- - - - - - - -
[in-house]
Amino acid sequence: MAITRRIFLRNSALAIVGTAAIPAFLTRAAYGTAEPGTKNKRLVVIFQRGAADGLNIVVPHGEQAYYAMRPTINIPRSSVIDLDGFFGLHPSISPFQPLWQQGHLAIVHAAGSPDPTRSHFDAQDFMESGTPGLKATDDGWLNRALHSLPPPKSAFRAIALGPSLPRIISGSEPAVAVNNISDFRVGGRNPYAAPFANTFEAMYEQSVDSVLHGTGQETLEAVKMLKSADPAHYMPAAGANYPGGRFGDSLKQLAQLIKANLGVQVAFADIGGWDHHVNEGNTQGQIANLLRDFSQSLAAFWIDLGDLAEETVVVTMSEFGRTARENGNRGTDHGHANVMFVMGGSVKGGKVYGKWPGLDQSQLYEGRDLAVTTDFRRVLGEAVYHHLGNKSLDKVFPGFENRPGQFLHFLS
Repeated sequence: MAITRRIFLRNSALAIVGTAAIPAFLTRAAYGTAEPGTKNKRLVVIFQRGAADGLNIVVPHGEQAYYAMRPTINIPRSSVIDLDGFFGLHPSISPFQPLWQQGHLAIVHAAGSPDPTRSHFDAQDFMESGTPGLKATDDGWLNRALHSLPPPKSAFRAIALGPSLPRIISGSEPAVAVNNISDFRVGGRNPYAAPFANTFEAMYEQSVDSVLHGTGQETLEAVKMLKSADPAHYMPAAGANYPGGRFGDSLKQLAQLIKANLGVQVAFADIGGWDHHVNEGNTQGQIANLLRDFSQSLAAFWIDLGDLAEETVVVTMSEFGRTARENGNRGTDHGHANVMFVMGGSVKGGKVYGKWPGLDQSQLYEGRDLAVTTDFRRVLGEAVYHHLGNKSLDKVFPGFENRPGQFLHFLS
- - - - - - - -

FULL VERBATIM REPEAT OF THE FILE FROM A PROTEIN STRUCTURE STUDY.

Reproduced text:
[in-house]
Amino acid sequence: MAITRRIFLRNSALAIVGTAAIPAFLTRAAYGTAEPGTKNKRLVVIFQRGAADGLNIVVPHGEQAYYAMRPTINIPRSSVIDLDGFFGLHPSISPFQPLWQQGHLAIVHAAGSPDPTRSHFDAQDFMESGTPGLKATDDGWLNRALHSLPPPKSAFRAIALGPSLPRIISGSEPAVAVNNISDFRVGGRNPYAAPFANTFEAMYEQSVDSVLHGTGQETLEAVKMLKSADPAHYMPAAGANYPGGRFGDSLKQLAQLIKANLGVQVAFADIGGWDHHVNEGNTQGQIANLLRDFSQSLAAFWIDLGDLAEETVVVTMSEFGRTARENGNRGTDHGHANVMFVMGGSVKGGKVYGKWPGLDQSQLYEGRDLAVTTDFRRVLGEAVYHHLGNKSLDKVFPGFENRPGQFLHFLS
Repeated sequence: MAITRRIFLRNSALAIVGTAAIPAFLTRAAYGTAEPGTKNKRLVVIFQRGAADGLNIVVPHGEQAYYAMRPTINIPRSSVIDLDGFFGLHPSISPFQPLWQQGHLAIVHAAGSPDPTRSHFDAQDFMESGTPGLKATDDGWLNRALHSLPPPKSAFRAIALGPSLPRIISGSEPAVAVNNISDFRVGGRNPYAAPFANTFEAMYEQSVDSVLHGTGQETLEAVKMLKSADPAHYMPAAGANYPGGRFGDSLKQLAQLIKANLGVQVAFADIGGWDHHVNEGNTQGQIANLLRDFSQSLAAFWIDLGDLAEETVVVTMSEFGRTARENGNRGTDHGHANVMFVMGGSVKGGKVYGKWPGLDQSQLYEGRDLAVTTDFRRVLGEAVYHHLGNKSLDKVFPGFENRPGQFLHFLS